If I can draw on my reading of history, I think that kind of thing encourages a tougher response rather than an accommodating one. I think one can reconcile the two. I think we have to avoid, though, making the assumption or implying that the way to win favor from extremism is to make yourself a little more attractive to that extremism. I think that’s fatal.
Q: You mentioned a bit about multiculturalism in Australia and multiculturalism in the U.K. How do you feel about the way the debate over multiculturalism is going right now in the U.S.? And if I could just follow up on one issue, one of the big issues here politically is the health care issue. How do you view that from the perspective of an Australian, seeing that Australia has what most people would consider to be universal health care?
MR. HOWARD: I think, with all its imperfections, Australia’s probably got a better health system than most other comparable countries. It’s really built on a mix of public and private provision. It has a greater degree of universality than the American system. There was a big debate in Australia for many years about our health system, and in the end I came to the political conclusion that the Australian people wanted the Medicare system that had been introduced by the former government on the other side of politics. So we endorsed it, but with the addition of very strong incentives for private health insurance so that you have a mix of the two. I think that is a better system and I think it does make better provision for people who are really struggling, who are poor, than any alternative system. It delivers a better quality of health care. I’m not saying it’s perfect, and I acknowledge that the facilities and research and everything available for people in this country is quite remarkable, but it is inevitably beyond the reach of many of the citizens of this country. But as to the intricacies of what’s gone in relation to President Obama’s proposal, I don’t really want to get into that.
Now, the debate on multiculturalism in the United States, I think, has really similar features to the debate that’s gone on in my country and Great Britain. The problem has been to confuse multiculturalism and multiracialism. We should all be strongly in favor of multiracialism, the complete equality of the races and total respect for people according to their merit and their worth and their character, irrespective of their race. But that doesn’t mean to say that you try and build a federation of cultures within a single nation. Every nation has got to have its own identity, and people are attracted to a country because of its identity. People want to live in the United States not because of some futuristic ideal of multiculturalism; it’s because of what they regard as the American way of life and American values. Part of those values, of course, is to respect people of all races and to include them fully in society, but according to the mores and the practices and the attitudes and the values of the American community.
And you could say that in relation to Australia, you could say that in relation to Britain, and it’s increasingly being said by people in continental Europe as well. When I talk about it, that’s really what I have in mind.
Q: The Obama Administration has come under quite heavy fire in parts of Europe over its perceived lack of interest in maintaining strategic alliances. It’s come under very heavy fire, for example, in Britain for the perceived anti-British bias, and commentators have pointed to President Obama’s very heavy bashing of BP, Hillary Clinton’s support for Argentina over its call for negotiations in the Falklands, for example. Could you comment on the Obama Administration’s stance towards Australia and how you see that moving forward and its track record over the last 18 months or so?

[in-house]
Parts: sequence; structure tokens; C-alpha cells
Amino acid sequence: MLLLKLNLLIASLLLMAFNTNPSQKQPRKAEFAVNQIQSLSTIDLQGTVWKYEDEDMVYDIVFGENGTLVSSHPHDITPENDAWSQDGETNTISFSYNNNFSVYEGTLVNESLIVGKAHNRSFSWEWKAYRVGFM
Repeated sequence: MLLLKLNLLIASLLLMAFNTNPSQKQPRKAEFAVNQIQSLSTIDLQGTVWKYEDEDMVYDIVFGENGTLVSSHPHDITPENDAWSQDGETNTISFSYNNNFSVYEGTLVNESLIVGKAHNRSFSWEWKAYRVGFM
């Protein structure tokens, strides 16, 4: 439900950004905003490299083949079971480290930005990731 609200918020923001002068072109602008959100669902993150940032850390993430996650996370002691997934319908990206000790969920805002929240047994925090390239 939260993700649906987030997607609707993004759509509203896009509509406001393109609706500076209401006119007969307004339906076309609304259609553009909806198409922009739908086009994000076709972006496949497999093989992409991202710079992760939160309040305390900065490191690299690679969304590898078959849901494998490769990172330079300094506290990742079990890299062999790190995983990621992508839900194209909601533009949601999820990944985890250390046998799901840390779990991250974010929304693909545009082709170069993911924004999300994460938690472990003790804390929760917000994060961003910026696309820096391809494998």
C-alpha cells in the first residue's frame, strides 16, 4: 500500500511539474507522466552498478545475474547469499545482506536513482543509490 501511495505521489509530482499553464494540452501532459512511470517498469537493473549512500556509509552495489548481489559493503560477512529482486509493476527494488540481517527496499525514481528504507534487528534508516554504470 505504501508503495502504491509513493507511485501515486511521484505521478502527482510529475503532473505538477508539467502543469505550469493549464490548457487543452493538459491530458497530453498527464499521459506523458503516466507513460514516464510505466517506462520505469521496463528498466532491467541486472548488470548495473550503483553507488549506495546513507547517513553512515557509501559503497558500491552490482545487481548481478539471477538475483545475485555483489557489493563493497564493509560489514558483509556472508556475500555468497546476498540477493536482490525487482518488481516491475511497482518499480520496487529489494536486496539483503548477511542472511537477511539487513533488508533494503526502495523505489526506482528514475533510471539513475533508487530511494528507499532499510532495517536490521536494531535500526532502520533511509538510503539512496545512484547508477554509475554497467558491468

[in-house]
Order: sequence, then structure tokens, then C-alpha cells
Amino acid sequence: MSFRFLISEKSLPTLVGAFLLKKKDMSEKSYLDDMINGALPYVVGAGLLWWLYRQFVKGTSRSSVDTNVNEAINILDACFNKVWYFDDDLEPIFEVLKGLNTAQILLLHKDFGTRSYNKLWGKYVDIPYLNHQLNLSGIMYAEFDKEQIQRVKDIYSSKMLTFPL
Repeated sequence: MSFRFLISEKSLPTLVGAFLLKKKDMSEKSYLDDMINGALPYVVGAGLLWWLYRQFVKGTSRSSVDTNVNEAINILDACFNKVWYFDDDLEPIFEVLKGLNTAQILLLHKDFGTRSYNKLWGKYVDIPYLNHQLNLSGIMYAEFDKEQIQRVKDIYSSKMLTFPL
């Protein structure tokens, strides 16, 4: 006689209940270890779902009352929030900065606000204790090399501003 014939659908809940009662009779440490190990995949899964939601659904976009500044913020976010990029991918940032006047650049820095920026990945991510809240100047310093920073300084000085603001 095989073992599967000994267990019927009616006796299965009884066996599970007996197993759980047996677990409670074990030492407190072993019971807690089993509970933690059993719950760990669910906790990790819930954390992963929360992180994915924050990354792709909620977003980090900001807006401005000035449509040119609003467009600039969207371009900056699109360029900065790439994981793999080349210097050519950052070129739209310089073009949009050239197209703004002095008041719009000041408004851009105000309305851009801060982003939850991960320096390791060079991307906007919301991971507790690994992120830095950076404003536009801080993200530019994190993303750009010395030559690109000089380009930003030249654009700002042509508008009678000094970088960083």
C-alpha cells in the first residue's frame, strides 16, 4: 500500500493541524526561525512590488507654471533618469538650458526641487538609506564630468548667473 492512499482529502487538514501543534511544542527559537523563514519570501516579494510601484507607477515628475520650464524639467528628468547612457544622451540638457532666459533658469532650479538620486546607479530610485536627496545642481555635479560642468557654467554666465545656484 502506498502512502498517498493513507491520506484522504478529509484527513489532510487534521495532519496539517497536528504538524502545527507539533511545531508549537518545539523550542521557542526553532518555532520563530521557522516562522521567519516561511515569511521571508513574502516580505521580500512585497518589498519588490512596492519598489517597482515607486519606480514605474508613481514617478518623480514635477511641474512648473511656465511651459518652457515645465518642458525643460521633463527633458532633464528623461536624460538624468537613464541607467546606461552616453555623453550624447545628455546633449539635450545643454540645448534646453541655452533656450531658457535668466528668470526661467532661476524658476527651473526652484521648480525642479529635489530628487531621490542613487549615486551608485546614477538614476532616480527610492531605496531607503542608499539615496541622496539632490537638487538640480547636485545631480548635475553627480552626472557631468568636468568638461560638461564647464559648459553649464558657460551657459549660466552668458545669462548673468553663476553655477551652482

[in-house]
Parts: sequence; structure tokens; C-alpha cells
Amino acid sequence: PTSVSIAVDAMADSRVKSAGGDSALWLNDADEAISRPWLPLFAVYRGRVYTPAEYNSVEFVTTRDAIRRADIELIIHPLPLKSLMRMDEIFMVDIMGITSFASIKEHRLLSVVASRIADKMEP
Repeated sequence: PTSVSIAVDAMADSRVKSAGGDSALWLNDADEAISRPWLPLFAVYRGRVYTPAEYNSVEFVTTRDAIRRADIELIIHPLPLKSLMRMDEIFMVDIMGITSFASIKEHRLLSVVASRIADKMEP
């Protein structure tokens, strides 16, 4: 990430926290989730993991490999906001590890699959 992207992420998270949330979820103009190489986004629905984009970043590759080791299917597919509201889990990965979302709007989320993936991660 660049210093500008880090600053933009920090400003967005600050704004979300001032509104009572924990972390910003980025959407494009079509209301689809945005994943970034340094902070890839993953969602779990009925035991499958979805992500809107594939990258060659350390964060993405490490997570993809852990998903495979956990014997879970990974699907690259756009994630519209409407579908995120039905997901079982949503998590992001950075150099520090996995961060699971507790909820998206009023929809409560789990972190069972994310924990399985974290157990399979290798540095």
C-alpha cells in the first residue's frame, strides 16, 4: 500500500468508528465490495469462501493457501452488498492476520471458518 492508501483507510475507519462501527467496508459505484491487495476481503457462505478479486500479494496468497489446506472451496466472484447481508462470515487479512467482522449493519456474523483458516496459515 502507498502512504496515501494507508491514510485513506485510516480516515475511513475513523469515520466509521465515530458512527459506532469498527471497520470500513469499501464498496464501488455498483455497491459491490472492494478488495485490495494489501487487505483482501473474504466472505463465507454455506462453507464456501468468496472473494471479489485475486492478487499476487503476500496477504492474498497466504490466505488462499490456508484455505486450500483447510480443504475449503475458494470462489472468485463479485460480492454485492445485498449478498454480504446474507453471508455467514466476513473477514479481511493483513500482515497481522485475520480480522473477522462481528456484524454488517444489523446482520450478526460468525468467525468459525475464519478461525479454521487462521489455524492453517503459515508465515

MR. HOWARD: I haven’t seen anything so far in what the Administration has done that’s had any kind of unfriendly overtones towards Australia. That’s not my perception. Clearly, everyone knows that President Obama came in with a somewhat different agenda in relation to both Iraq and some other issues from what had been followed by the Bush Administration. I thought one of the initiatives of the Bush Administration in our part of the world that hasn’t received the emphasis that it might have either from the Obama Administration or from the new Australian government was the trilateral security dialogue between Japan, the United States and Australia. I thought that was a valuable counterpoise, if I can put it that way, to China, particularly if it had ultimately included India. I don’t see any difficulty in emphasizing the common democracy of countries in our part of the world. But they are at the margin. It would not be fair of me to say that the Obama Administration has displayed any indifference towards Australia, and I know that if he visits Australia in the not too distant future he’ll be welcomed, as any American President will always be welcome in our country.
I think the observation can be made that maybe some European countries had certain expectations, because some of the European countries were very critical—I think unfairly—of the previous Administration. I think there is an unhealthy anti-Americanism in some parts of Europe, and I find that ungrateful and it’s always drawn a lot of hostility from me. I greatly respected Tony Blair’s very, very strong support, not only for the United States, but also strong identification with the view that Americans couldn’t be expected endlessly to commit themselves to Europe unless there was some warmth and reciprocity. I think some Europeans tend to forget that. They had expectations in relation to President Obama and perhaps it’s not so much that he’s fallen short of them, but rather they had expectations that were never entirely reasonable.
—The Honorable John Howard served as prime minister of Australia from 1996 to 2007.